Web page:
Lord knows I try to be funny. I love coming up with absolutely absurd notions about music for your amusement. But OboeInsight reminds me that, try as I may, I just can’t compete with reality.
Canadian arts consultant Elaine Calder, hired by the Oregon Symphony to evaluate its weaknesses, has suggested that one problem is that the orchestra plays too much classical music.
She also suggested that zoos have too many animals and that sushi restaurants serve too much fish. It’s a symphony orchestra, you moron. What do you want them to play? Oh, right.
[Calder] points out that when the Edmonton orchestra played with Christian soft-rock singer Michael W. Smith, $250,000 worth of tickets were sold, mostly to symphony newcomers.
She also advocates performing in other locations, like churches, according to The Oregonian.
Oh, dear God. I’m all for pops concerts that boost the bottom line, but not pops concerts that are straight-up religious pandering. (How about some klezmer concerts and visits to the temple? An oud soloist and a trip to the mosque? Nah—it’s not like those people will ever assimilate. Besides, there aren’t enough of them to make pandering financially worthwhile!) If I were a patron of the Oregon Symphony, I’d be downsizing my donations by the exact amount they’re paying this blowhard.
I once read a Dilbert cartoon where “consult” was defined as a combination of “confuse” and “insult.” So true.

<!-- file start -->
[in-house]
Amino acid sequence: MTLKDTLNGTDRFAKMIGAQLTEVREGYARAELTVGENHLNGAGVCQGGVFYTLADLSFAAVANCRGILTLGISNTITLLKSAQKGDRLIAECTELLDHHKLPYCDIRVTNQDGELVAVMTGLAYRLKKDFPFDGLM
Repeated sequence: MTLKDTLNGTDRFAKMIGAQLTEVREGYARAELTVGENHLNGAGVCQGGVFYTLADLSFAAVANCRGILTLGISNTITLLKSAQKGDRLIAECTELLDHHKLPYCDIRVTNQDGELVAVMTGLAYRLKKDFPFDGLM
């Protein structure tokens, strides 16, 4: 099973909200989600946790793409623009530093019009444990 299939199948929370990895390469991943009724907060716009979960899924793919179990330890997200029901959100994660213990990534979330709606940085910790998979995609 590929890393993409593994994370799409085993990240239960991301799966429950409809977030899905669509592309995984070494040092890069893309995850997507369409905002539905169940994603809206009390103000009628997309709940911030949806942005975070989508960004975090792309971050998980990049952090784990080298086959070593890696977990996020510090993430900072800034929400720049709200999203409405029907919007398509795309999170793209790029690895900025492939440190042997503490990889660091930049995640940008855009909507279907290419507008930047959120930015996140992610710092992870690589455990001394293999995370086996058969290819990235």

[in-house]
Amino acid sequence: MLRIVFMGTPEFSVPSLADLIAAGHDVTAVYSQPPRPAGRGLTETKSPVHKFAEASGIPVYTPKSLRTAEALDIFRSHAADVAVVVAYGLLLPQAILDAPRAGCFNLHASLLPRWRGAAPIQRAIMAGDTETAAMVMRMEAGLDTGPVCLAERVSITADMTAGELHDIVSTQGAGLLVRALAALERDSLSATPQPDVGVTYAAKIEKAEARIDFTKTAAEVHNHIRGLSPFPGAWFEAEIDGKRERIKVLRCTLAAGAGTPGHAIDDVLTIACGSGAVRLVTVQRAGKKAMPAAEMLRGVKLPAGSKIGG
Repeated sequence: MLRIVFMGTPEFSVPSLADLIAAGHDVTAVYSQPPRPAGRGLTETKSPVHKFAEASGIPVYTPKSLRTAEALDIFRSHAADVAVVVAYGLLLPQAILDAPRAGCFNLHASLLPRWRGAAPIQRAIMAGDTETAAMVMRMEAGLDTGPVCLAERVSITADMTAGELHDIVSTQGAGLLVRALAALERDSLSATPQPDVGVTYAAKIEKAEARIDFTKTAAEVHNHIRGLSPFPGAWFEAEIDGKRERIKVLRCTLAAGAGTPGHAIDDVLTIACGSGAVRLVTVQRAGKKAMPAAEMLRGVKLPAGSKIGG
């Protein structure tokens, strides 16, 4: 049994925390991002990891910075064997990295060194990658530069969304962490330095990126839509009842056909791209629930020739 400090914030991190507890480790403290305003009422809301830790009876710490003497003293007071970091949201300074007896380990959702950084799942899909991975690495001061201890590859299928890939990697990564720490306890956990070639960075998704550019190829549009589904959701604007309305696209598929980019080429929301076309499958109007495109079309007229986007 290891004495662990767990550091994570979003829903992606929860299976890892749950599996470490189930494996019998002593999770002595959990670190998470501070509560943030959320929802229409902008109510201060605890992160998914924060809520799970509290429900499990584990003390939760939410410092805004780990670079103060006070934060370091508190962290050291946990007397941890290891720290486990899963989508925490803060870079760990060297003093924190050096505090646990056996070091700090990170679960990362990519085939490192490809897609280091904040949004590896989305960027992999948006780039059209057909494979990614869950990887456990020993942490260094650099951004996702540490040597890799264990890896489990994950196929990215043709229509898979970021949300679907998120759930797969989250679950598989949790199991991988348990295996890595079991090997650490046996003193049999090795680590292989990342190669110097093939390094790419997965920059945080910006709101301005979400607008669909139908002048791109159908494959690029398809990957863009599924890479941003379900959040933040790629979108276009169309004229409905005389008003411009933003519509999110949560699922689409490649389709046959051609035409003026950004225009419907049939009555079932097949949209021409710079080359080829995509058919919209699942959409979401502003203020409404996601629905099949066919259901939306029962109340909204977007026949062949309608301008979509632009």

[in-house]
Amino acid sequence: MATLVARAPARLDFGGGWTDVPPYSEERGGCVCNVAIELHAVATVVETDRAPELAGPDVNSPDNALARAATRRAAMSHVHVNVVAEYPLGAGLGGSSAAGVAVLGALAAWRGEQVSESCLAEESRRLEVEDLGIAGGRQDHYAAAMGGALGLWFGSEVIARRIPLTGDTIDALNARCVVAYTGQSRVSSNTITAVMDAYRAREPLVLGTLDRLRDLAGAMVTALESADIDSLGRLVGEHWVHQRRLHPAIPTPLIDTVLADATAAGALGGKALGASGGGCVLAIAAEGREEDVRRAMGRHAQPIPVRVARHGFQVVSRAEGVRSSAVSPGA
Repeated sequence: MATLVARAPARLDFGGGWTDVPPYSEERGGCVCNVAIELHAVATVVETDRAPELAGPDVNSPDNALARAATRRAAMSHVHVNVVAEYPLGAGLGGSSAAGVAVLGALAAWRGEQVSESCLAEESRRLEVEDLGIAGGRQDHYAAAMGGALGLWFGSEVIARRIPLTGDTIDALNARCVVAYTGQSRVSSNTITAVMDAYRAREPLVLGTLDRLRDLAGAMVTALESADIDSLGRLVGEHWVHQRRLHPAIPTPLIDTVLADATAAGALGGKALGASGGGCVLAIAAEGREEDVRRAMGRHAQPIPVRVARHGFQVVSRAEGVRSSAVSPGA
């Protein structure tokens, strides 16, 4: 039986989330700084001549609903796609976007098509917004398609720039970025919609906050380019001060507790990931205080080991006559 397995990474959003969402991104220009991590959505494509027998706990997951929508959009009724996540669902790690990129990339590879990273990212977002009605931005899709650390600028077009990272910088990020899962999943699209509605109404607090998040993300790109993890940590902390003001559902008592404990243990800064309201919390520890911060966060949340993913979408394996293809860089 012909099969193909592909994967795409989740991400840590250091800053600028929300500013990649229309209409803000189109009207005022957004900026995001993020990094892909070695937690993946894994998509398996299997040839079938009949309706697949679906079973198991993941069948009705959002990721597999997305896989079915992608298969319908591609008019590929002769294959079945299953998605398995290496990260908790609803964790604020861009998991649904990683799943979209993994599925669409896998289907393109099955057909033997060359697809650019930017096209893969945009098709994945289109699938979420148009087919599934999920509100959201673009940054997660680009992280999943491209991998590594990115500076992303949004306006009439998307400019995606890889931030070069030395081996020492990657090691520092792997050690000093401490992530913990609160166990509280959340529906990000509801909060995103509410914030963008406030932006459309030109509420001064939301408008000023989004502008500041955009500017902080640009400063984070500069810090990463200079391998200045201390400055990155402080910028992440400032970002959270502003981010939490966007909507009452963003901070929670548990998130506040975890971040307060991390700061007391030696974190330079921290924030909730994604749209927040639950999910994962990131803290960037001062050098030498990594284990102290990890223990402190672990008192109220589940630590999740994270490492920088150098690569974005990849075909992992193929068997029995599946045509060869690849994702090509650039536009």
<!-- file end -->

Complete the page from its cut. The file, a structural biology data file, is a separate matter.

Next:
Well, “classical” music WAS born in church, a very autocratic church. Unlike todays “Christian” music, it was the antithesis of “popular” that is to say, peasant, music.
By the time it got to the classical “classical period”, it had become merely royal.
Ir wasn’t ’till the 50’s that Les
Paul gave Elvis the tools to show the world what working class children could do.
Now, of course we arrive at a new period of music in which “classical” music is percieved (to people with I.Q’s in the low hundreds) as anything played by an orchestra.
The major problem faced by composers of today’s music is the question “What kind of music do you write?”
One must say “classical” even though the classical “classical period is older than Keith Richard looks.
Don’t even try to call it “Art music” I tried that once at a fiddle show in Monarch Montana.
There are several books of musical humor that expand on the “consultant’s” theme.